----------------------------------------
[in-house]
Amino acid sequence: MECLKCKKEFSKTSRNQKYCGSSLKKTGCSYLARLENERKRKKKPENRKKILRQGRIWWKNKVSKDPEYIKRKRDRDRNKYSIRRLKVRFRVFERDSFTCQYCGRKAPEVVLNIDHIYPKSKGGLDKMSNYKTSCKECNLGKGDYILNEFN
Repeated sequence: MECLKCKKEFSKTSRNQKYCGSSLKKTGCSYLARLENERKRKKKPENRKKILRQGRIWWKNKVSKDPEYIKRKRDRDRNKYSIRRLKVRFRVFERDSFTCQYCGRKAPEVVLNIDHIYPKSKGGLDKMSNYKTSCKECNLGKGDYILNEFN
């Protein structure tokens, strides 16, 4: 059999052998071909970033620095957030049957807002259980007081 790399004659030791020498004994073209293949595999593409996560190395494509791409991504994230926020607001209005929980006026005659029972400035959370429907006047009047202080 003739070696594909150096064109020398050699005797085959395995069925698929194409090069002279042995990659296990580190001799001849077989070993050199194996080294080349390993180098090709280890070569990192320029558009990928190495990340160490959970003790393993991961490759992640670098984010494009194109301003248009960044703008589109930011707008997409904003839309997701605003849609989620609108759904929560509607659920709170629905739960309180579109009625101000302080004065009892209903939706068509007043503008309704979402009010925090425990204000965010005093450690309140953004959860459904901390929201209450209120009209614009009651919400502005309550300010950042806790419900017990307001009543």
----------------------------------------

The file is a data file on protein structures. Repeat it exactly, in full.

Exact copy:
[in-house]
Amino acid sequence: MECLKCKKEFSKTSRNQKYCGSSLKKTGCSYLARLENERKRKKKPENRKKILRQGRIWWKNKVSKDPEYIKRKRDRDRNKYSIRRLKVRFRVFERDSFTCQYCGRKAPEVVLNIDHIYPKSKGGLDKMSNYKTSCKECNLGKGDYILNEFN
Repeated sequence: MECLKCKKEFSKTSRNQKYCGSSLKKTGCSYLARLENERKRKKKPENRKKILRQGRIWWKNKVSKDPEYIKRKRDRDRNKYSIRRLKVRFRVFERDSFTCQYCGRKAPEVVLNIDHIYPKSKGGLDKMSNYKTSCKECNLGKGDYILNEFN
């Protein structure tokens, strides 16, 4: 059999052998071909970033620095957030049957807002259980007081 790399004659030791020498004994073209293949595999593409996560190395494509791409991504994230926020607001209005929980006026005659029972400035959370429907006047009047202080 003739070696594909150096064109020398050699005797085959395995069925698929194409090069002279042995990659296990580190001799001849077989070993050199194996080294080349390993180098090709280890070569990192320029558009990928190495990340160490959970003790393993991961490759992640670098984010494009194109301003248009960044703008589109930011707008997409904003839309997701605003849609989620609108759904929560509607659920709170629905739960309180579109009625101000302080004065009892209903939706068509007043503008309704979402009010925090425990204000965010005093450690309140953004959860459904901390929201209450209120009209614009009651919400502005309550300010950042806790419900017990307001009543």